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Employee did not tell company that she was over paid (payroll error).

Chicago, IL |

An employee did not tell the company that she was overpaid. It was discovered in an audit. Can the company fire her for not reporting it? What discipline actions can be done against employee that did not report it if she had knowledge about the employee?

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Attorney answers 2

Best Answer

Illinois is an at-will employment state. That means that unless there is an employment or union contract that says otherwise, you can fire the employee for any reason, or even no reason at all, provided the reason is not based on the employee's membership in a protected class such as race, national origin, etc.

By the very nature of Avvo, you have only provided limited facts and no documentation, therefore, our response to your question is treated only as a hypothetical, and as such it is merely general in nature. You should not rely on this response in taking or forgoing action in your circumstances without discussing this matter with an attorney. If we had the opportunity to ask you sufficient questions and review relevant documents so that we were satisfied we had all of the relevant facts and circumstances, our response might differ significantly. Without the opportunity to ask you questions, and review all relevant documents and memoranda, we are simply unable to provide any form of legal advice. Our response to your question does not create any attorney-client relationship between us, and we are not acting as your attorney. We reserve the right to decline representation in any case. By answering your question, we are under no obligation to answer further questions. There are very specific deadlines for filing a lawsuit, replying to a lawsuit filed against you, or taking other action in order to preserve your legal rights. You should contact an attorney immediately in order to be fully advised of your rights, and so that you are aware of those deadlines. If you fail to act within the required time frame, you might be forever barred from asserting your rights or defending your position. The attorney answering this question is licensed in Illinois and Iowa only.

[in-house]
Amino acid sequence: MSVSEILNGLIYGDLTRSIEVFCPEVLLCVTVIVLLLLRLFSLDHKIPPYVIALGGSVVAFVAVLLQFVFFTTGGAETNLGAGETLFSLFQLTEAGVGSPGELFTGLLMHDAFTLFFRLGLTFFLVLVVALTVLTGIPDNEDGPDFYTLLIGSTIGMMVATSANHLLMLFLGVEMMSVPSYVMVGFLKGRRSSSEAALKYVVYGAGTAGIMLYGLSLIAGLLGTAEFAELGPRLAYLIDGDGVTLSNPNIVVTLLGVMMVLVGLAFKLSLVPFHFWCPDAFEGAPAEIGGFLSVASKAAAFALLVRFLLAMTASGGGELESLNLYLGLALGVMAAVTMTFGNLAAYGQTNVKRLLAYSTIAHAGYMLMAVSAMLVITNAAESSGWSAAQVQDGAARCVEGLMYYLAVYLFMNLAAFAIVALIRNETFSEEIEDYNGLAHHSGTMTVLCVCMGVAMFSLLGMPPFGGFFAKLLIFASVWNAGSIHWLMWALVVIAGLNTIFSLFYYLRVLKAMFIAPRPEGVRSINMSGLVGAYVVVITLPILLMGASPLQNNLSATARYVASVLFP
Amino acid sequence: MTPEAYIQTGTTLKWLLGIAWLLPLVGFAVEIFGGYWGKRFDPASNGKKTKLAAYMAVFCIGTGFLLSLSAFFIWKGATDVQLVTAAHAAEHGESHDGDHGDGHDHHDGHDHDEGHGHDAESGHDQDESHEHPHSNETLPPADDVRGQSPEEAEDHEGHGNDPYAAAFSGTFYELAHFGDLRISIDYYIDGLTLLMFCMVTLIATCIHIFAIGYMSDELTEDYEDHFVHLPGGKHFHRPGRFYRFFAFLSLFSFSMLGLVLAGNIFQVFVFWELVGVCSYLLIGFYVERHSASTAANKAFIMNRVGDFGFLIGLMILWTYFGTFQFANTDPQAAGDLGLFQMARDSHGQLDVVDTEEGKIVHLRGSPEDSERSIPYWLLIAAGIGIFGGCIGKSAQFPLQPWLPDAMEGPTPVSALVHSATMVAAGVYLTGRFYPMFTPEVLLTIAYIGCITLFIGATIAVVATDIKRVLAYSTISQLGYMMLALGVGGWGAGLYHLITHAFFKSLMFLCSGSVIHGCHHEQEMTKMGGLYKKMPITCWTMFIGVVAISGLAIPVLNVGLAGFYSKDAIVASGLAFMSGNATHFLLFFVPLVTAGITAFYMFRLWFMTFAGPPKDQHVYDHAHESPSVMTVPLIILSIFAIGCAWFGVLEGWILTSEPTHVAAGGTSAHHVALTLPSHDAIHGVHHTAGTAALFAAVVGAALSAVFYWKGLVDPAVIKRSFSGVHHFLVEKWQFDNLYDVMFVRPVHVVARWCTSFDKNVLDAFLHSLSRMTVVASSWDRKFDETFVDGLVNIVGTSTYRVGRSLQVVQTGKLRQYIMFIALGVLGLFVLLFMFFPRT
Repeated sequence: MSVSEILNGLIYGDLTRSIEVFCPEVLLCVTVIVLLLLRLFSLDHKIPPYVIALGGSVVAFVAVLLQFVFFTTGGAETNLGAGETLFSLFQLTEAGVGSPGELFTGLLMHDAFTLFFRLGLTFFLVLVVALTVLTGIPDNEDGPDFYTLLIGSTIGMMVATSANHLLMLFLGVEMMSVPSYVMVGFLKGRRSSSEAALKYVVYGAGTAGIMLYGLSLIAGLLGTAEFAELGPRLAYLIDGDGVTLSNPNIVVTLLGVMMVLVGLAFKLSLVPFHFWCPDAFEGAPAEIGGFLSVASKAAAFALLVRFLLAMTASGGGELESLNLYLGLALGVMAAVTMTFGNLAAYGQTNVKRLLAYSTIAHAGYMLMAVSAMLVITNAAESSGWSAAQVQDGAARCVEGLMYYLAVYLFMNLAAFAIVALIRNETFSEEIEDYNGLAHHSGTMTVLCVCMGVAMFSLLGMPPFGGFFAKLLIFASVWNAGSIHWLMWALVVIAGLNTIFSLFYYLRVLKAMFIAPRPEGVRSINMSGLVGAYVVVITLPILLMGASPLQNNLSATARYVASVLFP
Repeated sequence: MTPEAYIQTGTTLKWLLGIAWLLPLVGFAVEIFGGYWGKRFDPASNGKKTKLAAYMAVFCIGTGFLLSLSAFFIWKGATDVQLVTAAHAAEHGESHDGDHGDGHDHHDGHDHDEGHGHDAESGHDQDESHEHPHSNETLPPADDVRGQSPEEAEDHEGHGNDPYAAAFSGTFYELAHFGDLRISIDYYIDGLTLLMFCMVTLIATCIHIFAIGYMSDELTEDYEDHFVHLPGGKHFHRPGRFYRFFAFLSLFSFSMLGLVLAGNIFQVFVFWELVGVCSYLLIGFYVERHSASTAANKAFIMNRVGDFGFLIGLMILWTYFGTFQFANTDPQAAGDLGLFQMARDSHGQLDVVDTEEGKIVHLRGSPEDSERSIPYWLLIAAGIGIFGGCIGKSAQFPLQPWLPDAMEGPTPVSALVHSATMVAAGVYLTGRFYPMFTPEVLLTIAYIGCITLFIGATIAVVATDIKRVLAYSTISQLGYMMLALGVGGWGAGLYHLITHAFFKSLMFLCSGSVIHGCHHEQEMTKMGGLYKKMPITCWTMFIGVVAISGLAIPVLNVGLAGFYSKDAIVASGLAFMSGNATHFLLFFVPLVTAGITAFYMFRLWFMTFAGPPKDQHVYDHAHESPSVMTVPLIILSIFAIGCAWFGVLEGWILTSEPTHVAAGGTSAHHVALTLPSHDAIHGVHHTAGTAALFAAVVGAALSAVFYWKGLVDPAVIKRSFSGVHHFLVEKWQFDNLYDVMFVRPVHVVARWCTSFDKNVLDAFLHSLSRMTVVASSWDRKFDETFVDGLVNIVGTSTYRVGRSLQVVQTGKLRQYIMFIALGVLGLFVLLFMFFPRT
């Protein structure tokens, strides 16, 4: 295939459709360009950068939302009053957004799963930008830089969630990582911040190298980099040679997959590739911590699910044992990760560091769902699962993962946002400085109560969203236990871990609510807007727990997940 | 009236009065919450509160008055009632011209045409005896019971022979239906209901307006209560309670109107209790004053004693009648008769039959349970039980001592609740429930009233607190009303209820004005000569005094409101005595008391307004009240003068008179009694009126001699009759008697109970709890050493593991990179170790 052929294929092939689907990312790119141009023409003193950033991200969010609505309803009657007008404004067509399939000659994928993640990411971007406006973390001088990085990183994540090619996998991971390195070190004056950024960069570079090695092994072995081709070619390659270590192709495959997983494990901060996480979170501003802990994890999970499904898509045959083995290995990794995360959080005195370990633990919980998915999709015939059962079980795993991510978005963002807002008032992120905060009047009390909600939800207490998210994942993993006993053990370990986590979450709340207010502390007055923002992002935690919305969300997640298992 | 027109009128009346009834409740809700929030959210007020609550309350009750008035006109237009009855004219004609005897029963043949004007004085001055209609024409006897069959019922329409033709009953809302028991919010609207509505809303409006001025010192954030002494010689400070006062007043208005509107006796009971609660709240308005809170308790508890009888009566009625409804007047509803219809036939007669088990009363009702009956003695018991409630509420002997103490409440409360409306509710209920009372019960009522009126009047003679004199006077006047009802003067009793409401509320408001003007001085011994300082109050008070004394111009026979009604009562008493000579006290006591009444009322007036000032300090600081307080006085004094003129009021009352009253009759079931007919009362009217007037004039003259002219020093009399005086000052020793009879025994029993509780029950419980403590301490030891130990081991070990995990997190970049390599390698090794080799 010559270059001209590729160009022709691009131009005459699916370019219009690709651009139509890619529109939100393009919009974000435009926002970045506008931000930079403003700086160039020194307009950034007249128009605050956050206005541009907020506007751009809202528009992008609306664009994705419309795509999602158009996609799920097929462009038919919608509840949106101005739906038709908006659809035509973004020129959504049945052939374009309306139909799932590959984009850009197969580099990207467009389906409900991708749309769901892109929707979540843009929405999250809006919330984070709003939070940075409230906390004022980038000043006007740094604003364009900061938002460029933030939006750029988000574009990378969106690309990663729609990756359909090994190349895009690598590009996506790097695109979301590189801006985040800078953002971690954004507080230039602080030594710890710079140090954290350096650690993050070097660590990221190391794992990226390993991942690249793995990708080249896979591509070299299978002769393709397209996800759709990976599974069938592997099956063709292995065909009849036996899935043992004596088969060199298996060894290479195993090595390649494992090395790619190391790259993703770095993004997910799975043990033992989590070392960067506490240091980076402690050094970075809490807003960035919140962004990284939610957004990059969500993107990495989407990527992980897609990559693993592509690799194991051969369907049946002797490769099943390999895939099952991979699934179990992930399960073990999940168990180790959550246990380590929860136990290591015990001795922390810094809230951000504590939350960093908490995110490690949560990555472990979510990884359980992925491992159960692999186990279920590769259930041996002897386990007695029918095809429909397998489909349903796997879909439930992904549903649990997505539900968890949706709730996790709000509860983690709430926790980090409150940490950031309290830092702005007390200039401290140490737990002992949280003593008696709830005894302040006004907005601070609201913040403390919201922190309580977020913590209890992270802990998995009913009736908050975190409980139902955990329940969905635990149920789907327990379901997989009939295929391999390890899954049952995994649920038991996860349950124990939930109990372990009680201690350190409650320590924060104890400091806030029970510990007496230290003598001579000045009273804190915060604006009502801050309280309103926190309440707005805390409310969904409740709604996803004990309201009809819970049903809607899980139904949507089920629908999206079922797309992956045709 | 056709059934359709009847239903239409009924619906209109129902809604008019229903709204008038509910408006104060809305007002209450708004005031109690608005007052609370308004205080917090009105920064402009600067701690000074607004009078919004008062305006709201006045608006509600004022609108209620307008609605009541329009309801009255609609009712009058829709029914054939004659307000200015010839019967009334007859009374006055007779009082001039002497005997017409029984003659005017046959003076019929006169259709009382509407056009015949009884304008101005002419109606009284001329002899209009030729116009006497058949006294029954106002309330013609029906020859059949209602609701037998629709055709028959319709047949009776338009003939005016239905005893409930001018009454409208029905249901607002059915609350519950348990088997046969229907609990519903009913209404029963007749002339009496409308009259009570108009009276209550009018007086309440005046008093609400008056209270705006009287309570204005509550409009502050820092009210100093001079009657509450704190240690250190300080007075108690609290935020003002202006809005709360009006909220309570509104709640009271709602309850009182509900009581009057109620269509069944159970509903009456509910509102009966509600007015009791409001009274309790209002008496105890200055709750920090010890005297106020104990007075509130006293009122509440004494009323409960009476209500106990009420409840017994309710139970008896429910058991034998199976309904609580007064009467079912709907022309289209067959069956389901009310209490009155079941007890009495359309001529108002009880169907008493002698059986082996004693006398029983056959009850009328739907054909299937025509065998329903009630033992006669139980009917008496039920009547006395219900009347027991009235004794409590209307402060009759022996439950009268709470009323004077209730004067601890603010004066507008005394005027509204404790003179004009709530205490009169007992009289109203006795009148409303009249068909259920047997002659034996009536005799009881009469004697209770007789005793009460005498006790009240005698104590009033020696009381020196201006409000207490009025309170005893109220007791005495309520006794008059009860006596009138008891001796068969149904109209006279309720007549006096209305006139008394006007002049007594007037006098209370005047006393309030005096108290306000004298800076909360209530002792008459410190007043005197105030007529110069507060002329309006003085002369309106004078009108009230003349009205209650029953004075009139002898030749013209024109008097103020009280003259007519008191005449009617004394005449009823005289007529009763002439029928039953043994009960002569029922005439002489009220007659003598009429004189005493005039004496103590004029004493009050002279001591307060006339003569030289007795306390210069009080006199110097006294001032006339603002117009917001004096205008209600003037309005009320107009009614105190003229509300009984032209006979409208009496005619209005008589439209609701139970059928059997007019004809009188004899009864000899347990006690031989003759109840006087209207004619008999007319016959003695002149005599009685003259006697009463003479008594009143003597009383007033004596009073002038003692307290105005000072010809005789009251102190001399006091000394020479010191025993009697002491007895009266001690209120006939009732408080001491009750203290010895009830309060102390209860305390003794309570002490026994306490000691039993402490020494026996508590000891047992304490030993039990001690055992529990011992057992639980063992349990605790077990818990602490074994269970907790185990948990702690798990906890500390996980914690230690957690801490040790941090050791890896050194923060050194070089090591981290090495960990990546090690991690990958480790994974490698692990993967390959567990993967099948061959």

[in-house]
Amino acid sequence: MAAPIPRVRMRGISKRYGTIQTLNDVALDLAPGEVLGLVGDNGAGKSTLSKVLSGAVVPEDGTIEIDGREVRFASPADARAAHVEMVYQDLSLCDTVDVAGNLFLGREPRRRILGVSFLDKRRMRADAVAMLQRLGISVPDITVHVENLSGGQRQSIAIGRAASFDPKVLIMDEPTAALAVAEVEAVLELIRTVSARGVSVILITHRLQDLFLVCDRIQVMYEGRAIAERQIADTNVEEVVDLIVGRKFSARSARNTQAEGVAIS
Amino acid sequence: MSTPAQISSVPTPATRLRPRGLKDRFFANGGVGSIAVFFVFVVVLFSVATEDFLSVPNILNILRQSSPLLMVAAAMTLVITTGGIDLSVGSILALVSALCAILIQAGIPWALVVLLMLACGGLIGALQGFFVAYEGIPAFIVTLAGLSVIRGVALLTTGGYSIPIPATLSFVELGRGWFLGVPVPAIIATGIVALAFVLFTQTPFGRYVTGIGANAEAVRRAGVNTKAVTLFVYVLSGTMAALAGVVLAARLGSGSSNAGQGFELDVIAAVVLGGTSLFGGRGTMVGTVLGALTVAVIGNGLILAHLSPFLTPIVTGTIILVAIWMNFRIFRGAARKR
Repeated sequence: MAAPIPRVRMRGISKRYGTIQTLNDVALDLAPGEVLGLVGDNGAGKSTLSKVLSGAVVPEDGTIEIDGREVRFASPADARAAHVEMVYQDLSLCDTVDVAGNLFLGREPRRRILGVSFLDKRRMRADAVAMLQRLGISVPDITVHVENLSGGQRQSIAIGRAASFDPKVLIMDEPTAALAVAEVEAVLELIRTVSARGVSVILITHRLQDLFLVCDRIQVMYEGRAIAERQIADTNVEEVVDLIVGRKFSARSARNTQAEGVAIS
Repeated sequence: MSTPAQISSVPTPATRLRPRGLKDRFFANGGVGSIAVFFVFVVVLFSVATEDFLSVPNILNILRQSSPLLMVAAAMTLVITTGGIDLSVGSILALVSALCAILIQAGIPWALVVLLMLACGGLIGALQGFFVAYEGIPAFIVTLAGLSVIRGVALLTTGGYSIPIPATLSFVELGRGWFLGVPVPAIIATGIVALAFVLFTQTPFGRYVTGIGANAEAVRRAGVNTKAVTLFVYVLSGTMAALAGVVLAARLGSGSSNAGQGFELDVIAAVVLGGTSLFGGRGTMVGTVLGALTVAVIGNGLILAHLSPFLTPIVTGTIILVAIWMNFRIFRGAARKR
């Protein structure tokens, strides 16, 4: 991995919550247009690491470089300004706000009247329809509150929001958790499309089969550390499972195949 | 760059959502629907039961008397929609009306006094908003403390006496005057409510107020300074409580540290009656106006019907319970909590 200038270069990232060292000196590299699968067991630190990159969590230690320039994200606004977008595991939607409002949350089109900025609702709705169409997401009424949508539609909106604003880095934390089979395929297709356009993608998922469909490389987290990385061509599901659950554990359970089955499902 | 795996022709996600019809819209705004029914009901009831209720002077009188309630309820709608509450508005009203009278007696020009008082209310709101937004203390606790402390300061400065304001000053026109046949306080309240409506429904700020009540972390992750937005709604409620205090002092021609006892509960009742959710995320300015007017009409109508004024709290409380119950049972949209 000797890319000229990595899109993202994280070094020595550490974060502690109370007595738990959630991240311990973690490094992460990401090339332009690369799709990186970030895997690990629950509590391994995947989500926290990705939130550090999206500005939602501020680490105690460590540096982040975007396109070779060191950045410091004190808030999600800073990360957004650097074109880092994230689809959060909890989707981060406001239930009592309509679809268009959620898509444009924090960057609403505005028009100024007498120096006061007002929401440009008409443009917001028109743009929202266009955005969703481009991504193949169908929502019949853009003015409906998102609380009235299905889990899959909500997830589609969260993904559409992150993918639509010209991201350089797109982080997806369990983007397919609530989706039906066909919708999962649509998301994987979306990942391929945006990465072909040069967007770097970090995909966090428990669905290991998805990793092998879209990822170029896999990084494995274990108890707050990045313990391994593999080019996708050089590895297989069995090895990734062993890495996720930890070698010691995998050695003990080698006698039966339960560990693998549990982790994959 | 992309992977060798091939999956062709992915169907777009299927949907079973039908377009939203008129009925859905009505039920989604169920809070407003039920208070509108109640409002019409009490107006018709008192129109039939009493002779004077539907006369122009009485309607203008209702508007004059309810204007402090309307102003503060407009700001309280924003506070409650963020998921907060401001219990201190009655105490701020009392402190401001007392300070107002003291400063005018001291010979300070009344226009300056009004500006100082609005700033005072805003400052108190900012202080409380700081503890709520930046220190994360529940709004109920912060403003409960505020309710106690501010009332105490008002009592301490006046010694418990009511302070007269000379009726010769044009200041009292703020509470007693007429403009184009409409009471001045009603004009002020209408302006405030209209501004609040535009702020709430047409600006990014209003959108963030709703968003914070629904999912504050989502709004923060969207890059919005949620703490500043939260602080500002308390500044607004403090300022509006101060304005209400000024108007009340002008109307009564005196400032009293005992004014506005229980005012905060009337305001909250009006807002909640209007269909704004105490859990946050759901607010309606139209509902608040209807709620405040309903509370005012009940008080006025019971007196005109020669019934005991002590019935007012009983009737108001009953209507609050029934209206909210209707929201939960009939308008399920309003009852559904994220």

The employee, under these circumstances, should probably be happy that the employer did not seek to bring criminal charges as well, which would be their right under the right conditions.

As the other lawyer noted, "at will" means you can be fired for any or no reason just like you can quit for any or no reason. It would be surprising if the employee was permitted to keep her job under the circumstances because this amounts to a fraud even though the employee did not take action to possess the money, by their omission the offense was committed. That said, the facts really matter and if there was a very good explanation perhaps it can be excused, but that is not what is indicated here.

If any charges are brought or if the employee is contacted by law enforcement they should consult a criminal lawyer at once before making any statements to the police are anyone else.

Best regards,
Natoli-Lapin, LLC
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The law firm of Natoli-Lapin, LLC (Home of Lantern Legal Services) offers our flat-rate legal services in the areas of business law and intellectual property to entrepreneurs, small-to-medium size businesses, independent inventors and artists across the nation and abroad. 866-871-8655 DISCLAIMER: this is not intended to be specific legal advice and should not be relied upon as such. No attorney-client relationship is formed on the basis of this posting.

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